Is the National Day Of Prayer Unconstitutional?

@laglen (19782)
United States
April 16, 2010 11:18am CST
http://video.foxnews.com/v/4153953/controversy-over-national-tradition What do you think of this judges opinion. Do you think this is a matter of separation of Church and State. They do not REQUIRE anybody to pray. It looks like this will go on to the Supreme Court. What is your opinion here?
3 responses
@Latrivia (2889)
• United States
17 Apr 10
I wrote a thread about the unconstitutionality of the National Day of Prayer a few years ago. Now, however, I just don't care. The text of the code in question: [i] "The President shall issue each year a proclamation designating the first Thursday in May as a National Day of Prayer on which the people of the United States may turn to God in prayer and meditation at churches, in groups, and as individuals." [/i] At best you could say the reference to "God" (a singular proper noun), violates the first amendment as it only refers to the Christian god. The concept itself doesn't inherently violate the first amendment, but one could always argue that the text does. Change the text just the right way and the religious can keep their day of prayer.
1 person likes this
@laglen (19782)
• United States
17 Apr 10
I am not sure how it refers to the Christian God, what text would be more acceptable. This I am asking respectfully because I really do want to know. I would like to understand how this violates rights.
@bestboy19 (5482)
• United States
17 Apr 10
Seems to me the, "may turn to God...," takes away the violation.
1 person likes this
@Latrivia (2889)
• United States
17 Apr 10
No, "may turn to God" is what calls the constitutionality of it into question. There's a very easy fix for it - one which wouldn't reference anyone's god and still maintain the day of prayer. [i]"The President shall issue each year a proclamation designating the first Thursday in May as a National Day of Prayer on which the people of the United States may pray and meditate at churches, in groups, and as individuals."[/i]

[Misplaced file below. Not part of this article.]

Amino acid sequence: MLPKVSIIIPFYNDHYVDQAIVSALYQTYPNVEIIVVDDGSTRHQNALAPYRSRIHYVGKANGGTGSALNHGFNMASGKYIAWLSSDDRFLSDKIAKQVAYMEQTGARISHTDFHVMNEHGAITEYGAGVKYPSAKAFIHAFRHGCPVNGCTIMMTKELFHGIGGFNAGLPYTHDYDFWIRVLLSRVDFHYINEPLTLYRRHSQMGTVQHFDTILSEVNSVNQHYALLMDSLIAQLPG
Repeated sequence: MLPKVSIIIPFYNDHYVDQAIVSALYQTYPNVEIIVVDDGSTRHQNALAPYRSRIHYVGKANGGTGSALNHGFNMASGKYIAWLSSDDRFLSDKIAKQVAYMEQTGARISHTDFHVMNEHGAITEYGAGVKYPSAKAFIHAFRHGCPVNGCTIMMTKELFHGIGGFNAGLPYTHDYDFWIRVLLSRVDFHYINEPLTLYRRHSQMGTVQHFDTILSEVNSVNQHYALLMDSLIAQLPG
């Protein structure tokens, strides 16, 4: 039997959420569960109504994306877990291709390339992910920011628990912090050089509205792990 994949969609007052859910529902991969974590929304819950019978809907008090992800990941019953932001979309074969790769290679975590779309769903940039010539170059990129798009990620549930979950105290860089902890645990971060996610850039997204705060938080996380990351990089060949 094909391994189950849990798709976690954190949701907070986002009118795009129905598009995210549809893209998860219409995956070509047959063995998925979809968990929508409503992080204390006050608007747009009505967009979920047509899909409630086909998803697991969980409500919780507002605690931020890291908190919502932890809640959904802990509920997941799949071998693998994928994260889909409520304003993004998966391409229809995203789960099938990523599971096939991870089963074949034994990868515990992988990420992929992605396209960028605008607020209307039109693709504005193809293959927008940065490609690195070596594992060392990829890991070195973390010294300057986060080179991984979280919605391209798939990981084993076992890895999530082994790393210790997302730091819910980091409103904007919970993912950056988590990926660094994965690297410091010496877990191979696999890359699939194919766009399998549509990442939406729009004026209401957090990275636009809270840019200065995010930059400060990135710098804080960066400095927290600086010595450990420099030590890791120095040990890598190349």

1 person likes this
@nzinky (822)
• United States
18 Apr 10
The judge probaley never read the Constitution if they had of they would know the amendement says, That the governorment can not have a state run church...Doesn't say a thing about praying......Anyone my age had to know what the constitution said cause we studied it in school.....That amendent was made becaue our for fathers didn't think we should have a state run church.......Like the King of England had.... I think one of the things Judges should have to do is study what the constitution says and know what it means before they take the bench.......But no one in congress has studied the constitution cause they make up things as they go.....
@laglen (19782)
• United States
20 Apr 10
so true and that is probably just another thing to take out of the Constitution. Nobody seems to use it any more.
@bestboy19 (5482)
• United States
16 Apr 10
"Congress shall make no law respecting an establishment of religion, or prohibiting the free exercise thereof..." What religion is being established? To whom are we asked to pray? Those atheist and agnostics who brought the law suit could pray to the god of gripers and crybabies or not pray at all just as many people will be doing. I don't agree with Judge Crabb. This is not unconstitutional. I don't think it says too much for a federal judge who doesn't know how to reason, and it doesn't say too much for whomever put her on the bench.
@laglen (19782)
• United States
16 Apr 10
Amen, now if it was the National Day of Mandatory Prayer, there may be a bit of a case...